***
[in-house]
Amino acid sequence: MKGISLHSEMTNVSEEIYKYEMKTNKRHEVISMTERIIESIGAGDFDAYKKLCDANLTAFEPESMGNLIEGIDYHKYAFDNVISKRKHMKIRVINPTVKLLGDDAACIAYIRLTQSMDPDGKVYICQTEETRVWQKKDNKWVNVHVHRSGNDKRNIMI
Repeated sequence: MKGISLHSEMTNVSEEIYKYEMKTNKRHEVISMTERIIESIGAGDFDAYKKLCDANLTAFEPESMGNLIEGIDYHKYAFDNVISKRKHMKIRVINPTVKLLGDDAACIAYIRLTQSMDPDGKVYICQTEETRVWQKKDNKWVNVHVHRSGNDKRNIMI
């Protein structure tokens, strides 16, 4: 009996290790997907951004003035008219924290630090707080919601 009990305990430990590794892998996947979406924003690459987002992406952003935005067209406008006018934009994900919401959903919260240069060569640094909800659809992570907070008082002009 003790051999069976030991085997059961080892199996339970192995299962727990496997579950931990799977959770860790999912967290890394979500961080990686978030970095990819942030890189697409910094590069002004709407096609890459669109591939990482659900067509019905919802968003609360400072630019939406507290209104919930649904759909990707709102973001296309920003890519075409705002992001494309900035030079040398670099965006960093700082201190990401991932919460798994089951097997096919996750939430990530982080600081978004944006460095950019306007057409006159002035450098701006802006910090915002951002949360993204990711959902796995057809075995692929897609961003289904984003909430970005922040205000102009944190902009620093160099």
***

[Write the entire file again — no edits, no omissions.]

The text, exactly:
[in-house]
Amino acid sequence: MKGISLHSEMTNVSEEIYKYEMKTNKRHEVISMTERIIESIGAGDFDAYKKLCDANLTAFEPESMGNLIEGIDYHKYAFDNVISKRKHMKIRVINPTVKLLGDDAACIAYIRLTQSMDPDGKVYICQTEETRVWQKKDNKWVNVHVHRSGNDKRNIMI
Repeated sequence: MKGISLHSEMTNVSEEIYKYEMKTNKRHEVISMTERIIESIGAGDFDAYKKLCDANLTAFEPESMGNLIEGIDYHKYAFDNVISKRKHMKIRVINPTVKLLGDDAACIAYIRLTQSMDPDGKVYICQTEETRVWQKKDNKWVNVHVHRSGNDKRNIMI
């Protein structure tokens, strides 16, 4: 009996290790997907951004003035008219924290630090707080919601 009990305990430990590794892998996947979406924003690459987002992406952003935005067209406008006018934009994900919401959903919260240069060569640094909800659809992570907070008082002009 003790051999069976030991085997059961080892199996339970192995299962727990496997579950931990799977959770860790999912967290890394979500961080990686978030970095990819942030890189697409910094590069002004709407096609890459669109591939990482659900067509019905919802968003609360400072630019939406507290209104919930649904759909990707709102973001296309920003890519075409705002992001494309900035030079040398670099965006960093700082201190990401991932919460798994089951097997096919996750939430990530982080600081978004944006460095950019306007057409006159002035450098701006802006910090915002951002949360993204990711959902796995057809075995692929897609961003289904984003909430970005922040205000102009944190902009620093160099």